I practice. Before my first solo trip with Javi, I practiced closing the stroller while holding a tote in one hand and wearing a weighted Beco Gemini (see next tip for more info). It took me a handful of tries to lock in my method, but I didn’t have any awkward moments when I had to do it for real, in an airplane terminal, with a line of people waiting behind me. We also tested out the maneuverability and stability of the stroller by loading it down with 100 pounds of stuff and pushing it around our living room and driveway.
I use a body-pack for my kid. Until this trip*, we’ve used a Beco Gemini for all airplane trips. I do not carry him in it through airports! We both prefer the stroller for that, but a baby carrier is a must for getting on and off the plane. Yes, I have a whole carrier that only gets used in the few minutes spent boarding and deplaning. With Javi safely corralled in a carrier, I have both hands free to get us to our seat, put a bag in the overhead compartment, stash another bag under the seat and sit down. Once seated, I leave the carrier attached to me and unbuckle him (airline regulations and my kid’s comfort both dictate this), but in the event of turbulence, I strap him back to me PDQ.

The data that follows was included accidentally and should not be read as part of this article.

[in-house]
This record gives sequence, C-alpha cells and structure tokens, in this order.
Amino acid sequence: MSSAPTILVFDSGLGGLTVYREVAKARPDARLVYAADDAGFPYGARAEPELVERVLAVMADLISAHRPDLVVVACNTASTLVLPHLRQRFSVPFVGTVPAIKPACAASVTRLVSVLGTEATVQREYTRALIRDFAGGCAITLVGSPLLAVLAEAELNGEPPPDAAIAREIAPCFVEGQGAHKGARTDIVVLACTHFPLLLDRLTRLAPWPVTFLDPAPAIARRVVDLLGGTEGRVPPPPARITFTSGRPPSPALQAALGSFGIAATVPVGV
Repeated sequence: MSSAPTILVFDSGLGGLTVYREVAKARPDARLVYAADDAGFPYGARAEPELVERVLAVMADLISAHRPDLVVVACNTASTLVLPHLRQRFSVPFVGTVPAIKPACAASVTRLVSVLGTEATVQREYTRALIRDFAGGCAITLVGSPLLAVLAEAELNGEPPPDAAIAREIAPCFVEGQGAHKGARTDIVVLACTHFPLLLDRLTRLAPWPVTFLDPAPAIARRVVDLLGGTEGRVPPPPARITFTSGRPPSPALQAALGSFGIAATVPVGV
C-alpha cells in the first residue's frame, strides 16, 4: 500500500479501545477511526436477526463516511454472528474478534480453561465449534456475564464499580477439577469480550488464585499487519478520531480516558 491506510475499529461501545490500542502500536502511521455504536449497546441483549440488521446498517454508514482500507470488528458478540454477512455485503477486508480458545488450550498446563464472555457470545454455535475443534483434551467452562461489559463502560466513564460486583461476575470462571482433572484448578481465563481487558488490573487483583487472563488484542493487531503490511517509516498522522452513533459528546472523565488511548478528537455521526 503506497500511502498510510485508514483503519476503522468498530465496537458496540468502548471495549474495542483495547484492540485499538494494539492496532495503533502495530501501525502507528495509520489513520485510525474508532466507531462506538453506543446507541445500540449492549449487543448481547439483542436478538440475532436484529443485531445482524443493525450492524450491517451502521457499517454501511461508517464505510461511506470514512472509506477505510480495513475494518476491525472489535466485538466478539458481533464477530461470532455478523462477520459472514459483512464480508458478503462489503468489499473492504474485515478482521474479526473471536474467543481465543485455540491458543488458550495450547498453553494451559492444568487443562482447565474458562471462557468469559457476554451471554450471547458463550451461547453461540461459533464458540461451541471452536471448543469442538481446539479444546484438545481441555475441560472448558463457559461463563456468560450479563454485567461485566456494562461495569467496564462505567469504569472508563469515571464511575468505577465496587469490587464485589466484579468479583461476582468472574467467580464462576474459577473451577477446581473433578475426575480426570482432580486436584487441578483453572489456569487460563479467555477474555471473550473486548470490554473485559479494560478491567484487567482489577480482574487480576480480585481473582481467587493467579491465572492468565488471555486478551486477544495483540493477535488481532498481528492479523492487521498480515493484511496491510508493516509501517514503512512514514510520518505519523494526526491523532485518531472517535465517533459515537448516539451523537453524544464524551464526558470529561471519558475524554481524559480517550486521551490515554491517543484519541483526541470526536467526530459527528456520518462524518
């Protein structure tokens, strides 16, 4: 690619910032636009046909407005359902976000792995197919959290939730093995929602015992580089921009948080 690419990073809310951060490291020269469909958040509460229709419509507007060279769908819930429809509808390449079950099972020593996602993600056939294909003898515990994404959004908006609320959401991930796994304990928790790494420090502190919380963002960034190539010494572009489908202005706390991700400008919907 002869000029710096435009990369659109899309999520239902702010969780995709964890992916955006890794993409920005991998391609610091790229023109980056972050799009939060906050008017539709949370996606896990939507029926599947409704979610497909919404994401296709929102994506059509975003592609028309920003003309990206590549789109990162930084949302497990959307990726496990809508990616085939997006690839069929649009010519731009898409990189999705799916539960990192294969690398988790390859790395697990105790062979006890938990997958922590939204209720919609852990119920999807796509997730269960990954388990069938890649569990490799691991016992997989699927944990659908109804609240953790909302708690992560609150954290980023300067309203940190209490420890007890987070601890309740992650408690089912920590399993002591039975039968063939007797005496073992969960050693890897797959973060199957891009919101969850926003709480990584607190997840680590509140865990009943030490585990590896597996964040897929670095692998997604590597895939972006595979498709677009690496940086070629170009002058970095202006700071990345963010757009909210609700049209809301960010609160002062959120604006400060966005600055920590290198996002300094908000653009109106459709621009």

Pack lightly and tactically. I carry our big electronics and his extras in a backpack I wear that goes in the overhead compartment once we board. One (or two) changes of clothes for him, an extra shirt for me, three diaper/ undies changes, two wet bags, two freezer ziploc bags, a pack of wipes, the iPad and an assortment of snacks and toys all go in a tote we keep with us. His favorite stuffed buddy and his blankie hang off the tote with carabiners for quick access. Note that I have diapers/ undies, wipes, clothes, electronics in two places (my backpack and our tote) because I want everything I might need in the tote with the option for more in a different place. I don’t want to have to go into two different bags to get to an iPad and a snack.